I would totally agree with the OP. It's inevitable that it would become formulaic now that we're into the second season. And having a world of zombies with no hope of a cure definitely feels like lazy storytelling. But I still enjoy it for what it is.

#23 Posted by spraynardtatum (2628 posts) -

I think episode 1 was bordering torture porn with no meaning. There was so much emotional depth last season and I really hope they don't lose that. I agree. A lot of this episode just seemed like gross out moments with no weight to them. The dog bite had purpose because Clem needed to have a "safe" bite but a lot of the other stuff just seemed gross for the sake of being gross. I still really liked it and there were some great moments but I hope that stuff gets toned down or there's more purpose to it for the next episodes.

#24 Edited by Milkman (16541 posts) -

Maybe I'm just an idiot but I totally got me with Omid and the dog. Especially the dog. I didn't think that they were going to kill off Omid that quickly and I didn't think they were going to turn the dog on you like that. I thought the dog was going to be your Clem through this season. If anything, they subverted my expectations. I thought it was great (and completely utterly soul crushing). I can see where you're coming from with Omid though. It does feel kind of like "we need to get rid of this guy" and it didn't really shock or upset me.

But the thing is when I'm playing the game, I'm never, ever thinking like this. I'm just along for the ride. Maybe I should have a more critical eye but I enjoy it way more this way. I guess I agree that the choices weren't as impactful this episode but I mean, we're a 1/5th of the way through the season. Maybe give it some time. I also don't think the choices are not always the most important part. Scenes can still be powerful without a big "WHAT WILL DO YOU?" prompt.

I don't know. I guess it pays to be a moron like me sometimes! DURRRRR

#25 Posted by 2HeadedNinja (1554 posts) -

@milkman said:

Maybe I'm just an idiot but I totally got me with Omid and the dog. Especially the dog. I didn't think that they were going to kill off Omid that quickly and I didn't think they were going to turn the dog on you like that. I thought the dog was going to be your Clem through this season. If anything, they subverted my expectations. I thought it was great (and completely utterly soul crushing). I can still where you're coming from with Omid though. It does feel kind of like "we need to get rid of this guy" and it didn't really shock or upset me.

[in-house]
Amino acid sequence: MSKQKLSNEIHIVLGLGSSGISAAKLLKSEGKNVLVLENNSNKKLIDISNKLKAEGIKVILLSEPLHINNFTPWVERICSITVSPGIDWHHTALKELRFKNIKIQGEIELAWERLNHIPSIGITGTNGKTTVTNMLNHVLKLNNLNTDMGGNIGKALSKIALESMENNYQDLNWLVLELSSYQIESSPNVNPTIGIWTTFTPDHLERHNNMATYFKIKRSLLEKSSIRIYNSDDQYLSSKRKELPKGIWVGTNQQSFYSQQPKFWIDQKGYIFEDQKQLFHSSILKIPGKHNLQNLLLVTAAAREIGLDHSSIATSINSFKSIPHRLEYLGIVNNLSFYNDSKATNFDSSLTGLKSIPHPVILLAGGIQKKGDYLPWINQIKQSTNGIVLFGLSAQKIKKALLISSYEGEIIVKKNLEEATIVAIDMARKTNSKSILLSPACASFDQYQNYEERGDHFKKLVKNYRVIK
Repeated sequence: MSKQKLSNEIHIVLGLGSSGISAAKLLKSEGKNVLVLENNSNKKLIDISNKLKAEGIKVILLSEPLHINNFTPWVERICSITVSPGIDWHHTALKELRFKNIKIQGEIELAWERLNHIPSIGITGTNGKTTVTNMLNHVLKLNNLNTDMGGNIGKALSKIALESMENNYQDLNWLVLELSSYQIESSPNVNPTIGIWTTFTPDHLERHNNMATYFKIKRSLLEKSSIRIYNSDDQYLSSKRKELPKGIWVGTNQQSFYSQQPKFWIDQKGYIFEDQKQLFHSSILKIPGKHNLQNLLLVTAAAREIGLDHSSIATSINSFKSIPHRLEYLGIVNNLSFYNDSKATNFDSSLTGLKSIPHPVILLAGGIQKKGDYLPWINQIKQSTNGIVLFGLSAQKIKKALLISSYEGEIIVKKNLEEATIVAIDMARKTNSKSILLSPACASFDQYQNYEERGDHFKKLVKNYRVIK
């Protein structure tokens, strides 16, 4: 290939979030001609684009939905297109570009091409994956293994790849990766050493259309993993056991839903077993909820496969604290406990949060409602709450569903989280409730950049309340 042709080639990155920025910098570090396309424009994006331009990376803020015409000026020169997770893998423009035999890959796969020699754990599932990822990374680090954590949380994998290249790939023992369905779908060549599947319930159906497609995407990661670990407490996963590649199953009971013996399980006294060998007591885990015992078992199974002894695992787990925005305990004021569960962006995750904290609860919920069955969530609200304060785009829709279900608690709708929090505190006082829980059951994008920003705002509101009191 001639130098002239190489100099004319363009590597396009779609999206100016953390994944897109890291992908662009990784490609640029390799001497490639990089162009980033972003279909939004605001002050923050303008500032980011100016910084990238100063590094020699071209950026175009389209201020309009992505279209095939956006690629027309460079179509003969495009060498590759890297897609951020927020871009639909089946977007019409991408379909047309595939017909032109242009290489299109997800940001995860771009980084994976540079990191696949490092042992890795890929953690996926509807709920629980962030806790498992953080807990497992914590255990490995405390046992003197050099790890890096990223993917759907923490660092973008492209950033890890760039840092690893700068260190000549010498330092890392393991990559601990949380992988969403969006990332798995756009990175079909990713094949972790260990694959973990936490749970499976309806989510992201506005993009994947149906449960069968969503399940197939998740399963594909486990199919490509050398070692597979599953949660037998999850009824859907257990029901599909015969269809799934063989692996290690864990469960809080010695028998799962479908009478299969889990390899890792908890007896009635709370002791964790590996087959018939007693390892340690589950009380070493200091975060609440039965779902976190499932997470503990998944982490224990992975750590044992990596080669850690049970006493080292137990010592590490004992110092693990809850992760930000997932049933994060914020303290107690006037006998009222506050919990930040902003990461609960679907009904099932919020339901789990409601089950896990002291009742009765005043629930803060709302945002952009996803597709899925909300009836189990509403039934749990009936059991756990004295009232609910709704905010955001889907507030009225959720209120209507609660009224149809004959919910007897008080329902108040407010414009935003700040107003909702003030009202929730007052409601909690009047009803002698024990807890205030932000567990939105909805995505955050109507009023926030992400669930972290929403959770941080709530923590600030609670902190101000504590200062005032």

The dog caught me off guard too .

#26 Edited by LackingSaint (1775 posts) -

@milkman said:

Maybe I'm just an idiot but I totally got me with Omid and the dog. Especially the dog. I didn't think that they were going to kill off Omid that quickly and I didn't think they were going to turn the dog on you like that. I thought the dog was going to be your Clem through this season. If anything, they subverted my expectations. I thought it was great (and completely utterly soul crushing). I can see where you're coming from with Omid though. It does feel kind of like "we need to get rid of this guy" and it didn't really shock or upset me.

But the thing is when I'm playing the game, I'm never, ever thinking like this. I'm just along for the ride. Maybe I should have a more critical eye but I enjoy it way more this way. I guess I agree that the choices weren't as impactful this episode but I mean, we're a 1/5th of the way through the season. Maybe give it some time. I also don't think the choices are not always the most important part. Scenes can still be powerful without a big "WHAT WILL DO YOU?" prompt.

I don't know. I guess it pays to be a moron like me sometimes! DURRRRR

Nope, the dog bit definitely got me too. I was thinking that would be the point they'd try to lighten the mood a bit but nope they just immediately let that scenario go south. I completely saw the Omid scene coming though, and I feel like with a little more build and surprise that scene could have been genuinely emotionally powerful rather than just being mildly shocking.

#27 Edited by Nodima (1119 posts) -

The dog attacking came out of nowhere but I didn't have a problem with the rest of it. If it had been less violent I maybe could understand; I grew up with a mentally challenged dog who we tried our best to raise, but it was just too violent and we had to put it down after a couple years. Even at its angriest it never bit that accurately and powerfully, though. And it reached the realm of unbelievable for me when I messed up the button prompts (does anyone else find the new action scene style a little difficult to navigate?) and the dog's immediate next move was to tear out Clem's throat. It behaved like a rabid animal, not simply starving.

#28 Edited by Aegon (5419 posts) -

@golguin said:
She'll manipulate and do what needs to be done to survive.

"You should be nice to me."

#29 Edited by Radish (41 posts) -

Yeah I'm with you. The entire thing just feels like it's circling the drain of "introduce character -> something moderately nice happens -> ZOMBIES -> oh shit either person wasn't actually a good person or they flake out and get people killed -> a bunch of characters die ->repeat." Like I didn't care that Omid died since I knew they were going to kill him off anyway (they can only have so many people at once so they are cycled through quickly) so whatever. The dog got me slightly off guard but it really still falls into the basic pattern only without zombies.

There's no point caring about any character development since it's pointless and they will just be killed off in ten minutes. Even Clem with her supposed plot armor. Best case scenario she survives for a while in a totally shit world but ultimately she'll die since the Walking Dead world is so absolutely bleak with no hope whatsoever. It's only a matter of time until someone dies in his sleep during the night in a house she's sleeping in for instance. Any ancillary character is just going to be used for cheap emotional appeals until they are killed off in one way or another so why do their problems matter at all?